We have only a few ewes left to lamb, so I should be done by the end of the week.
All ewes and lambs are outside on a diet of grass only. We are grazing in three main groups - this way we do not have to divide paddocks with temporary fence and we still get out of paddocks in three to four days.
Grass growth is not bursting out of the ground - we still have to utilise what we have carefully, with nothing extra being closed for silage.
With a yard full of bales since last year, I do not need extra bales.
The limited amount of grass available now is possibly due to delaying the second round of fertiliser by a week.
We first spread urea on March 21 and now we have spread two bags of 18-6-12 on most of the grazing ground.
We have closed off ground for silage since April 16. This was all grazed out well by the ewes before closing. It received two and a half bags of Cut Sward per acre and should be ready for cutting the first week of June.
We have two paddocks sprayed off to re-seed. One was where we had a crop of fodder rape over the winter. This will be sown next week, with just a drainage pipe to be put in place now.
We will also put in another water trough so the field can be easily grazed in two divisions. We intend using Top 5 Extend with extra clover, 2kg per acre.
Extra clover can add valuable nitrogen to grazing swards. Bacteria in the clover's roots take nitrogen from the air and 'fix' it to a form which is available to grass. The higher the clover content, the greater the amount of nitrogen fixation.
The hard part I find is to keep clover present in the sward.
Grass will grow when the soil temperature is 5-6° Celsius, but temperatures have to be 10°C for white clover to grow. As a result the white clover content of grazing swards tend to be quite low early in the year but it really comes into its own in late April and into May.
Due to the seasonal growth habit of white clover, grazing management is important to keep it growing in grazing swards, especially when it is grown with perennial rye grass.
To maintain a good clover content in a sward you need to graze them tight in the late autumn or early spring. If you cannot get out and graze the sward tight, it will have a negative effect on the clover content in the subsequent year.
White clover generally won't stay in the sward as long as perennial ryegrass - it typically dies out after about five years. So you will have to re-seed more ground each year or over sow white clover into paddocks that have been mowed or grazed tight.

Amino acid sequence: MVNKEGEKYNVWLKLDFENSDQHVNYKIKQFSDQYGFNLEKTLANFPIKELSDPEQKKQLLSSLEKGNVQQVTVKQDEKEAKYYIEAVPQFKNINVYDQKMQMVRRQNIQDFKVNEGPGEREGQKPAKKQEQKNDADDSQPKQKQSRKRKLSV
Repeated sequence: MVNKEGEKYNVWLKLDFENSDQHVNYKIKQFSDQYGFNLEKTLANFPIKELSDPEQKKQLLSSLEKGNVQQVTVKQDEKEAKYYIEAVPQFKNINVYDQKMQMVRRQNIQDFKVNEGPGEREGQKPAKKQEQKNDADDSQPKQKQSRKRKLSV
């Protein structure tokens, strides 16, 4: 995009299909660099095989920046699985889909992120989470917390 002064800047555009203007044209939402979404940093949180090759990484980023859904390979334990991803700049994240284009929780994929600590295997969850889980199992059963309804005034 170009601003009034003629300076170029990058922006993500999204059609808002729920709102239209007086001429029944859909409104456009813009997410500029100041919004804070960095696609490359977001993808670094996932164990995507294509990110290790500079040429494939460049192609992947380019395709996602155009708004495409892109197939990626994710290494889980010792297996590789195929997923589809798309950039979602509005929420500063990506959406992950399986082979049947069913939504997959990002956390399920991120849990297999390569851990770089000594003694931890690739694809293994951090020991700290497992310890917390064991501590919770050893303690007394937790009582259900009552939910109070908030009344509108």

We sowed extra clover last year in two paddocks that were re-seeded both were grazed well last autumn and again this spring, so when we get into May we should see how well they have established.
The other paddock was only sprayed off on April 16.
We let ewe lambs into this paddock after four days to graze it off and they have done a good job, making it easier for the contractor to sow with his one-pass power-harrow and seeder.
Fencing is keeping us busy now, especially where repairs were left over from last year. We have a group of dry hoggets who do not like staying where I want them to graze off after ewe and lambs. It amazes me how they are able to find a weak part in the fence, then they are gone, and always into a good field of grass.
But another few days with the post-driver, then watch out ladies, I will be back in control!
We have started to dose lambs for Nematodirus. I have just one lot done so far. This group had a few dirty lambs and after we carried out a test by dosing a few in the field, the lambs we dosed dried up so we decided to dose all the lambs in that group.
We vaccinated these lambs with Heptivac P the same day. They will get their second injection in four weeks' time.
All went through the foot-bath. There were not many lame ones, possibly due to the dry ground conditions and short grass.
John Large farms at Gortnahoe, Co. Tipperary